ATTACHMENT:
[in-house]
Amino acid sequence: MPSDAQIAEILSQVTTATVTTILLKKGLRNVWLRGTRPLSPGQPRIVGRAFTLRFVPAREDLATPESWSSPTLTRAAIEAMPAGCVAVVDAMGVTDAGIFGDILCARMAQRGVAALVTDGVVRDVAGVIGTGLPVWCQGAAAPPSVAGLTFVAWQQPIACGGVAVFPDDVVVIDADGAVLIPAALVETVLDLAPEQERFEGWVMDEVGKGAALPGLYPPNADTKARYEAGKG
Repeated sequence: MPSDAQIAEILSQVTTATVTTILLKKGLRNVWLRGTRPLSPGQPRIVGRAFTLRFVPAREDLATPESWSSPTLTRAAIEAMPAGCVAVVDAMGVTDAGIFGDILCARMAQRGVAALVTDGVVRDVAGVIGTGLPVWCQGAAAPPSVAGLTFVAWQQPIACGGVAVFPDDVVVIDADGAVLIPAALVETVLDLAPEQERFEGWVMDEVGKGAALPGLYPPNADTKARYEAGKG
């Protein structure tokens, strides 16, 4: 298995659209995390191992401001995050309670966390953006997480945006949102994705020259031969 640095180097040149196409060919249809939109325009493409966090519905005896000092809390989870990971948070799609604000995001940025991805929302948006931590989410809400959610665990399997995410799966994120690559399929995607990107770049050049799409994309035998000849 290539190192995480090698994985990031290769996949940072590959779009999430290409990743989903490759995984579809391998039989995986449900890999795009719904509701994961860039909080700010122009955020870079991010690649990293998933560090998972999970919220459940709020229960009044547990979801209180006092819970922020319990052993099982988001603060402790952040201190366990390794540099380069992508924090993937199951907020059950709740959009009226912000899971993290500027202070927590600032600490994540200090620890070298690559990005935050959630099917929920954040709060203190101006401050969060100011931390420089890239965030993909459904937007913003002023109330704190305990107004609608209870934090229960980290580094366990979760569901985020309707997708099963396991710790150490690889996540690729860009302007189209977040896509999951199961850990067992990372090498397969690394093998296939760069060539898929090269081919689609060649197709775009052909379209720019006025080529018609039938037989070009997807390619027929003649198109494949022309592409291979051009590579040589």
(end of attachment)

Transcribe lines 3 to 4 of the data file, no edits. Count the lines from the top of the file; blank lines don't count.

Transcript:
Repeated sequence: MPSDAQIAEILSQVTTATVTTILLKKGLRNVWLRGTRPLSPGQPRIVGRAFTLRFVPAREDLATPESWSSPTLTRAAIEAMPAGCVAVVDAMGVTDAGIFGDILCARMAQRGVAALVTDGVVRDVAGVIGTGLPVWCQGAAAPPSVAGLTFVAWQQPIACGGVAVFPDDVVVIDADGAVLIPAALVETVLDLAPEQERFEGWVMDEVGKGAALPGLYPPNADTKARYEAGKG
């Protein structure tokens, strides 16, 4: 298995659209995390191992401001995050309670966390953006997480945006949102994705020259031969 640095180097040149196409060919249809939109325009493409966090519905005896000092809390989870990971948070799609604000995001940025991805929302948006931590989410809400959610665990399997995410799966994120690559399929995607990107770049050049799409994309035998000849 290539190192995480090698994985990031290769996949940072590959779009999430290409990743989903490759995984579809391998039989995986449900890999795009719904509701994961860039909080700010122009955020870079991010690649990293998933560090998972999970919220459940709020229960009044547990979801209180006092819970922020319990052993099982988001603060402790952040201190366990390794540099380069992508924090993937199951907020059950709740959009009226912000899971993290500027202070927590600032600490994540200090620890070298690559990005935050959630099917929920954040709060203190101006401050969060100011931390420089890239965030993909459904937007913003002023109330704190305990107004609608209870934090229960980290580094366990979760569901985020309707997708099963396991710790150490690889996540690729860009302007189209977040896509999951199961850990067992990372090498397969690394093998296939760069060539898929090269081919689609060649197709775009052909379209720019006025080529018609039938037989070009997807390619027929003649198109494949022309592409291979051009590579040589």